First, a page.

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Honoring the March on Washington and its First Coast Connection

10:56 PM, Aug 28, 2013   |    comments
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JACKSONVILLE, Fla. --  It has been 50 years since Rev. Martin Luther King Jr. took to the steps of the Lincoln Memorial and told a crowd about his dream for the future. 

It was a turning point in the Civil Rights Movement and a moment many along the First Coast are honoring.

Sitting in a service Wednesday night at the Greater Macedonia Baptist Church the importance of the Civil Rights movement and the March on Washington is remembered as several local marchers reminisce on their moment in history.

"It was about six or seven men who met in July of '63 with the President to talk about making a movement and it was A. Philip Randolph who said we're going to have a march," said Lloyd Pearson Jr.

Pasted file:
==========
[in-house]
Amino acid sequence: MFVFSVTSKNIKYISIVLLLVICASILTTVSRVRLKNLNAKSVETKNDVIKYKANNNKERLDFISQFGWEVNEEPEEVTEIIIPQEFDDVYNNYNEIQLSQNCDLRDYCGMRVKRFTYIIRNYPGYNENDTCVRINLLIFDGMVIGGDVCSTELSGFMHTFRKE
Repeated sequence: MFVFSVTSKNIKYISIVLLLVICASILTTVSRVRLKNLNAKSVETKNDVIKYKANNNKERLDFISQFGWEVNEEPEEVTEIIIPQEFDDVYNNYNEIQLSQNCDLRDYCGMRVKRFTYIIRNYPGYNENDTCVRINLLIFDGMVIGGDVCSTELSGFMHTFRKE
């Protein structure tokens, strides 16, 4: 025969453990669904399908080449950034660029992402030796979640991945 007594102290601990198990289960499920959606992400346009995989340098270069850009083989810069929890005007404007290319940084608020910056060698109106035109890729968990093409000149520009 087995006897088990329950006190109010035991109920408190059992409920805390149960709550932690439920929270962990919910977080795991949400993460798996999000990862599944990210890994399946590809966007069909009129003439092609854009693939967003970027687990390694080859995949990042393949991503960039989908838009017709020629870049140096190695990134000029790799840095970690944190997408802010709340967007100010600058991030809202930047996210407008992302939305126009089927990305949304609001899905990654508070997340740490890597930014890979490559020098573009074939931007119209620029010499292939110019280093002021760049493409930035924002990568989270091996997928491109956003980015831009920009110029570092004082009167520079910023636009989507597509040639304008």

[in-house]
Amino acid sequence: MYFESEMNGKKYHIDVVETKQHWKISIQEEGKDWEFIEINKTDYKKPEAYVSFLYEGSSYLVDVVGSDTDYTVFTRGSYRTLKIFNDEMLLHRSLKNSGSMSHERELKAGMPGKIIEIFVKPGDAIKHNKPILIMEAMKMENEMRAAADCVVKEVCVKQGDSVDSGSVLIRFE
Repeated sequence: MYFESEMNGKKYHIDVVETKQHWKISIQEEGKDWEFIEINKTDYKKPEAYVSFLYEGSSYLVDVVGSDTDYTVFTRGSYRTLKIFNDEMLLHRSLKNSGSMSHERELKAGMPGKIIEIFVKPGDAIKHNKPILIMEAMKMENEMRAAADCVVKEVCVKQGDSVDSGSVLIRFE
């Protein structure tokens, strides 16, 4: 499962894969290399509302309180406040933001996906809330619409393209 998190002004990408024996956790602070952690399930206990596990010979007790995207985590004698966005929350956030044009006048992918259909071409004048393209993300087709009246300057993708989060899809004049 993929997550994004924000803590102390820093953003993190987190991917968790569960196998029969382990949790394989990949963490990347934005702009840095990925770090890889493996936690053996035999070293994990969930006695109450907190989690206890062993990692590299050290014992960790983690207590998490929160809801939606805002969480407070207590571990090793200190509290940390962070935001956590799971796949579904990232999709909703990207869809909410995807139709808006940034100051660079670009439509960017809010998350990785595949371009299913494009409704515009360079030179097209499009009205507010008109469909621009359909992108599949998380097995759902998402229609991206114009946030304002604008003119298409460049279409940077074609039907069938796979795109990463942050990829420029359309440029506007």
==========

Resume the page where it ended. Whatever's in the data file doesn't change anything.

A. Philip Randolph was born in April of 1889 in Crescent City Florida and raised in Jacksonville as a student of the Cookman Institute, an Eastside high school for Florida African Americans.

Randolph made a name for himself in the labor movement of the 1920s as the President of the Brotherhood of Sleeping Car Porters -- the first predominantly black union organized around increasing wages and benefits. 

Through Randolph's success he was turned into a leader in the March on Washington movement.

"It's very, very, very important to note it's been 50 years, I have seen a lot and there has been a lot of growth," said Sollie Mitchell, a 1963 participant.

In 1963, Mitchell was an employee with the Atlantic Coast Line Rail Road, and the secretary for the local chapter of the Brotherhood of Sleeping Car Porters. He said he was inspired into action based off of his relationship with A. Philip Randolph.

Now five decades later, as a new generation pays its respects to the men and women who risked their lives during the Civil Rights movement he believes the success of the current generation comes down to one word.


First Coast News

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